The debate that has dominated Marxism between disproportionality theories, underconsumptionist theories, and falling rate of profit theories of crisis has really been a red herring. A crisis arises when capitalists face a fall in their realised profit which can arise for all manner of reasons, but the precipitating cause of any particular crisis is inconsequential. Although all three aspects of disproportionality, underconsumptionist and the tendency for the rate of profit to fall play a role in determining the vulnerability of capitalism to crisis, the underlying cause of all crises remains the fundamental contradiction on which the capitalist mode of production is based, the contradiction between the production of things and the production of value, and the subordination of the former to the latter.

Marx's Theory of Crisis was published in 1994.[6]

Post-Soviet Labour Relations[edit]

In 1990 Simon Clarke gave a series of lectures to a group of young Soviet sociologists at the Institute of Youth in Moscow. This led to the formation of the Institute for Comparative Labour Relations (ISITO), a collaborative project between British and Russian academics focused on the study of labour markets in post-Soviet nations. In contrast to existing British projects which focused on data analysis, and existing Soviet projects in which only quantitive data was considered scientific, ISITO was responsible for both the gathering and analysis of qualitative data. Much of this work was based on comparative case studies of industrial enterprises. Data was also obtained using surveys based on newly obtained qualitative data.[3]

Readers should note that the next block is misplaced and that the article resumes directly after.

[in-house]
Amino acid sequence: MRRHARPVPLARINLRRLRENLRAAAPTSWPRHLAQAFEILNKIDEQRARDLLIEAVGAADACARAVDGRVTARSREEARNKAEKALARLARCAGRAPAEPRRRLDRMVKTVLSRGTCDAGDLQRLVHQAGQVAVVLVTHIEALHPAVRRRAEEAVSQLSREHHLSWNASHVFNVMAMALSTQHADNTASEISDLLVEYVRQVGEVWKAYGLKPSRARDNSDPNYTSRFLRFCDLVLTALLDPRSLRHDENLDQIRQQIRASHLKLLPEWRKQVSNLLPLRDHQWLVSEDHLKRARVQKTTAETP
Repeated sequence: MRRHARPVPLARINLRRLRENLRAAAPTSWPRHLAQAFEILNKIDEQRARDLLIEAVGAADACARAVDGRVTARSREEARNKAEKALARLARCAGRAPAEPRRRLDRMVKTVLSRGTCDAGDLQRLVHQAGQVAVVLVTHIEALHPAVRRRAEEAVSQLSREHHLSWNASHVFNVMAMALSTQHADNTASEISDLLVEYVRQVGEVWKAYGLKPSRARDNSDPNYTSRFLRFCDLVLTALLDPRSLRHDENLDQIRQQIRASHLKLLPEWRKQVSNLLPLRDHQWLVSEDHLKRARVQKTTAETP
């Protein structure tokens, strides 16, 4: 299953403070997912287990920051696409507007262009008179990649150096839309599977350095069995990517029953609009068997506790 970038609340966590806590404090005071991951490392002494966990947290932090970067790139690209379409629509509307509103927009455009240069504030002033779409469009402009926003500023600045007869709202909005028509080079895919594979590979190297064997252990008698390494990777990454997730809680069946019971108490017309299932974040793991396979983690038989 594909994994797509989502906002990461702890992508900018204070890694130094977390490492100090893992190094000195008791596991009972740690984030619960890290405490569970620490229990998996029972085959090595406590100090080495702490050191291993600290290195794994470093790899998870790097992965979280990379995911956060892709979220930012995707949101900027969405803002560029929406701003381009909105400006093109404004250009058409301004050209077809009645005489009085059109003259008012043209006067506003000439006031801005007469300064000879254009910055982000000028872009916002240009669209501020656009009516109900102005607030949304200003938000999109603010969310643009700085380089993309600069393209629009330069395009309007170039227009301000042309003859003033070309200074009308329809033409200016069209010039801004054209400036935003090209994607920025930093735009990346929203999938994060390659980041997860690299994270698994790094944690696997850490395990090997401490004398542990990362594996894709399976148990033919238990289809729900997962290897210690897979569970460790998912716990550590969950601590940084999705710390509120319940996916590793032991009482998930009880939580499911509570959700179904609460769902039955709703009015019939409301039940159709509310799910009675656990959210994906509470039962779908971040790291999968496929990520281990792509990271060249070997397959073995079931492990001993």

In conversation with Sarah Ashwin and Valary Yakubovich, Clarke notes that the data generated by ISITO provided rigorous, scientific proof of a number of existing hypothesis which had been proposed by past experience. One striking discovery was the degree to which entities in post-socialist Russia, including trade unions and industrial management, continued to reproduce the culture and practices of the Soviet period. Another surprise discovery, made by Lena Varshaveskaya using data from the 1998 domestic survey, was the refutation of the assumption that domestic agriculture had offered a lifeline to the poor; rather this was found to be a leisure activity of better off.[3] Clarke concludes: